BENGALURU (Metro Rail News): Bangalore Metro Rail Corporation (BMRCL) has stated that civil works for the long-delayed Bengaluru suburban rail project shall begin this year and it stated that it should start where Namma Metro’s network ends. “Namma Metro should concentrate its efforts within the boundaries of the BBMP or BDA, and suburban rail should be extended to surrounding districts and satellite towns.” This will avoid unnecessarily competing for ridership between the two agencies.
“This will also benefit suburban users in neighbouring towns,” an official added. “For example, the Namma Metro currently runs all the way to Kempegowda International Airport” (KIA). As a result, suburban rail might begin there and run all the way to Devanahalli. Similarly, the suburban rail may run from BIEC to Tumakuru, Kengeri to Ramanagara, Whitefield to Kolar, Bommasandra to Attibele, and Yelahanka to Doddaballpur, he said. He explained that the 148-kilometre suburban rail project is mostly focused within the BBMP boundaries, where Metro is expanding.
Because it does not connect satellite towns, the planned project cannot be dubbed a suburban rail like those in Mumbai and Chennai. However, people in peripheral locations will gain if they start from Metro’s terminal stations since they will be able to switch to Metro to reach the city with improved multi-modal integration,” he said.
The civil work tender for the Byappanahalli-Chikkabanavara (Mallige) line was floated in November 2021 by Karnataka Rail Infrastructure Development Enterprises (K-RIDE), which is undertaking the suburban rail project (four corridors). Next, a tender for civil work in Heelalige-Rajankunte (Kanaka) will be issued.
However, the other two corridors KSR Bengaluru City-Devanahalli (Sampige) and Kengeri—Whitefield (Parijaata) which run parallel to Metro will be taken up only later. The Centre had indicated that the entire project would be finished in six years (2026) and the airport corridor (KSR Bengaluru City-Devanahalli) in three years when it was sanctioned in October 2020. (2023). Officials of K-RIDE have stated that their network will need to be expanded from the city limits to the periphery.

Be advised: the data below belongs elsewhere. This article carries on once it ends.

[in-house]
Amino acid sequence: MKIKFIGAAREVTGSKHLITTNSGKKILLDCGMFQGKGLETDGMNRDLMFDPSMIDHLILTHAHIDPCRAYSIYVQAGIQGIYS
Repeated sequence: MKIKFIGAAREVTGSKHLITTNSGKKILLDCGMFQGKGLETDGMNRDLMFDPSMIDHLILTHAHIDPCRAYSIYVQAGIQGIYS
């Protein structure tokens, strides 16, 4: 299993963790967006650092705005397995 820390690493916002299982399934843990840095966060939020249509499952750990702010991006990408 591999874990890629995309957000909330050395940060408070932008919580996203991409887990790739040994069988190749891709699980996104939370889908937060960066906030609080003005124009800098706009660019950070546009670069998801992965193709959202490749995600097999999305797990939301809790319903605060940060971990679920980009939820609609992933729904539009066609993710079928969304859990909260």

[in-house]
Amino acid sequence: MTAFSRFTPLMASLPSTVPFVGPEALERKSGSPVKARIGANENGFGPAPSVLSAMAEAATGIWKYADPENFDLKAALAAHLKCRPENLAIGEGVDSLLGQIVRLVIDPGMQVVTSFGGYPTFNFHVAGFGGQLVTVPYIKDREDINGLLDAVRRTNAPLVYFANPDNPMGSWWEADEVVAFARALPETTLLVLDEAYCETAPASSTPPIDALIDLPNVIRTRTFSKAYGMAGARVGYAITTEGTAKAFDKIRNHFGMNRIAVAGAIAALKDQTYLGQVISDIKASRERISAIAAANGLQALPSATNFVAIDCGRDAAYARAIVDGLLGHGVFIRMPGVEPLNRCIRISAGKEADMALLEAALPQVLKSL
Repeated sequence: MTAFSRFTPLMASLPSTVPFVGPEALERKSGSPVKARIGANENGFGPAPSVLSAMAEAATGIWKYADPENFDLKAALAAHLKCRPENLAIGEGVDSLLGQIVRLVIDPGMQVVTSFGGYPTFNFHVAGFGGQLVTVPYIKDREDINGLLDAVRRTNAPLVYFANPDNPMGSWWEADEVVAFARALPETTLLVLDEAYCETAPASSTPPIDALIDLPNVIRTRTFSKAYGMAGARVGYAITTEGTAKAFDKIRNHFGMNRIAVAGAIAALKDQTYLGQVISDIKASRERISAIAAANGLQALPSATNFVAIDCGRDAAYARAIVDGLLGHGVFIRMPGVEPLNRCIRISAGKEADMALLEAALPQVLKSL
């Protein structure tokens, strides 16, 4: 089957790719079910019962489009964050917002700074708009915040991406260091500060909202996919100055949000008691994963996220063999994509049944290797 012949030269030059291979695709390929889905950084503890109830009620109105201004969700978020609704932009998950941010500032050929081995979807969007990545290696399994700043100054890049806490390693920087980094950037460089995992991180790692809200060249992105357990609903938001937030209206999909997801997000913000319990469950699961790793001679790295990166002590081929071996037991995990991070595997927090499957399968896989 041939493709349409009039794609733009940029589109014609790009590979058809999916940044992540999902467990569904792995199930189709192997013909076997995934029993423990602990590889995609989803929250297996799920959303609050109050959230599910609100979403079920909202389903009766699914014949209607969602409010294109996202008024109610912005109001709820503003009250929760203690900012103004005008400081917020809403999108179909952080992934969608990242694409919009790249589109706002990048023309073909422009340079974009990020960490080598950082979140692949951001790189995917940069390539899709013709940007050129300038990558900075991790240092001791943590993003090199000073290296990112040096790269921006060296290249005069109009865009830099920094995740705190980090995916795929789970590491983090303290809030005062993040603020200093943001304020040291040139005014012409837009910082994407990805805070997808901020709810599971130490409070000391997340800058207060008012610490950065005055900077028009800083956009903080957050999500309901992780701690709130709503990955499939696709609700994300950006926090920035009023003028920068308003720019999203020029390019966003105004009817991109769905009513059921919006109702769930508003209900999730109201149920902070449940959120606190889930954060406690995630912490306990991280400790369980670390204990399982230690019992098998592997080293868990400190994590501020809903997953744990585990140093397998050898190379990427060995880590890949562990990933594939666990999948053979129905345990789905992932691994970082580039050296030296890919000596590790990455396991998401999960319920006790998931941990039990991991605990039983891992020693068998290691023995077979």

“This 148-kilometer network is just the beginning. We’ll need another 160-kilometre network to connect satellite towns in the following phase. Suburban rail will have air-conditioned carriages and stops, similar to Metro, but at a lower cost. “All four corridors will be finished in six years,” a government official stated.
By 2024, BMRCL intends to expand the network from 56 kilometres to 170-kilometres. “Suburban rail is a large public transportation system, so it cannot be considered a feeder service to Metro,” said Sanjeev Dyamannavar, a rail campaigner. While the Metro will have a station every 1km, suburban rail will only have a few. A Metro travels at 30 kilometres per hour, while a suburban travels at 60 to 80 kilometres per hour.
Suburban rail, unlike Metro, may use existing rail infrastructure to expand and can also operate non-AC trains.” “Bengaluru is not a monopoly of Namma Metro, and there should be different options for passengers,” said Rajkumar Dugar, founder and convener of Citizens for Citizens, an NGO. It all depends on who offers the cheapest and fastest solutions. The suburban rail’s airport corridor gained Centre approval nine months before the Metro’s KR Puram-KIA line, but it is not being prioritised owing to BMRCL pressure.”